Heart transplant recipient donates 4 organs after death

First case in Israel in which a former donor recipient who died donated major organs from the chest cavity.

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September 29, 2010 03:50
1 minute read.
THE LATE Rahel Kusilevich (seated) and her daughte

Donor 311. (photo credit: Courtesy)

The family of a 60-year-old woman who underwent a heart transplant in 1993 donated her lungs and corneas to others after she died Sunday following a stroke. The woman, Rahel Kusilevich, died at the Rabin Medical Center- Beilinson Campus in Petah Tikva and was buried in Rehovot on Tuesday.

Israel Transplant announced that the lungs were transplanted at Beilinson into two women, one 53 and the other 60 years old. The corneas, which will enable the vision impaired or blind recipients to see, will be transplanted in the next few days. It was apparently the first case in Israel in which a former donor recipient who died donated major organs from the chest cavity.

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At the age of 43, Kusilevich fainted, and tests showed that she had a previously undiscovered congenital heart defect. It turned out that she needed a heart transplant. The donor was a deceased tourist whose family wanted to remain anonymous, even though the Kusileviches had wanted to thank them.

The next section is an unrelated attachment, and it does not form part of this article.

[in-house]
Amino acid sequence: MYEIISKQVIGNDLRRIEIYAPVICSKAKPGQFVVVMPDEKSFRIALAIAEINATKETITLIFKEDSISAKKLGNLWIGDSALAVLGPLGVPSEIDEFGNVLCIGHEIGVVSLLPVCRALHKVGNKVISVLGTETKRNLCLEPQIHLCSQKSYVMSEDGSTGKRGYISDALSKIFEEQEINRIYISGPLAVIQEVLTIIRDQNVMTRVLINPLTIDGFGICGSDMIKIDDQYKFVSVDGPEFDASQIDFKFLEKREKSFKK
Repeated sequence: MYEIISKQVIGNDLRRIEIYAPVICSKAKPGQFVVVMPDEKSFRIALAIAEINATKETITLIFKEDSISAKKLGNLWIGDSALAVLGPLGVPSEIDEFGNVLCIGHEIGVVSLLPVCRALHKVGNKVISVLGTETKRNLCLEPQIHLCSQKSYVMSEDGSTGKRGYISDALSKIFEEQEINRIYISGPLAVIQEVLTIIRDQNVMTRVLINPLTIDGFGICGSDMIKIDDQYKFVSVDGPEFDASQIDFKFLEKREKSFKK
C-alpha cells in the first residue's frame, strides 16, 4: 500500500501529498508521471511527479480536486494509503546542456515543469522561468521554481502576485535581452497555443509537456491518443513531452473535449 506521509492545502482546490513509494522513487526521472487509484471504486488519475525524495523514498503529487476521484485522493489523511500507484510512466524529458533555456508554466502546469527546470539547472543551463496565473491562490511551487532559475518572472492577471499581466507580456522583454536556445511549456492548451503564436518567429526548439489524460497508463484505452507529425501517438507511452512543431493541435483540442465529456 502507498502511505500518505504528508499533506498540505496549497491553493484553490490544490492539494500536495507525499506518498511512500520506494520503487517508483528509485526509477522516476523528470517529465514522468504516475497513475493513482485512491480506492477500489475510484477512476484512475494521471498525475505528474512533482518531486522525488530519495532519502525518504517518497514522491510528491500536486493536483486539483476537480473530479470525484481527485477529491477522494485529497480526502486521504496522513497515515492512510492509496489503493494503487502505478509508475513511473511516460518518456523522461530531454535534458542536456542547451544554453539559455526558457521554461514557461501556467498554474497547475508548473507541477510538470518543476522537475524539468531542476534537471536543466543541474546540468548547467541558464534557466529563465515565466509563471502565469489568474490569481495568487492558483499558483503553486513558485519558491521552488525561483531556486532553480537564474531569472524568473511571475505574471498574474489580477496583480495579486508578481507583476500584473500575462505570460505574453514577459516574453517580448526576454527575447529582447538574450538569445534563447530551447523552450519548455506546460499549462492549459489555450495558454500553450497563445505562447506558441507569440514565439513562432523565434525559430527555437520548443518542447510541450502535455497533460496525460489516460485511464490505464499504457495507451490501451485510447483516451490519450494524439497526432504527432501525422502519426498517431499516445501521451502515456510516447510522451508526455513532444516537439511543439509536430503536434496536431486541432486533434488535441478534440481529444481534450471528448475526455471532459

That operation 17 years ago was performed at Beilinson by Prof. Dan Aravot, who established the heart transplant program at that hospital, said her daughter, Tali. Kusilevich, who ran a jewelry store in Rehovot, left a husband, two adult children and a grandson. She turned 60 six weeks ago.

When Rahel died and her family members were asked for permission to donate organs, they did not hesitate, as they knew what her second heart had meant to her.

“She broke an ankle recently, and her condition declined, causing her body’s reaction to her anti-rejection medications to become imbalanced,” Tali told The Jerusalem Post. “We didn’t think she was in good enough shape to donate organs to others, but the hospital’s transplant coordinator and doctors said she was.

“She always promoted organ donation, and we were all registered with ADI [Israel’s Transplant’s voluntary organization for the registration of potential donors],” Tali said.


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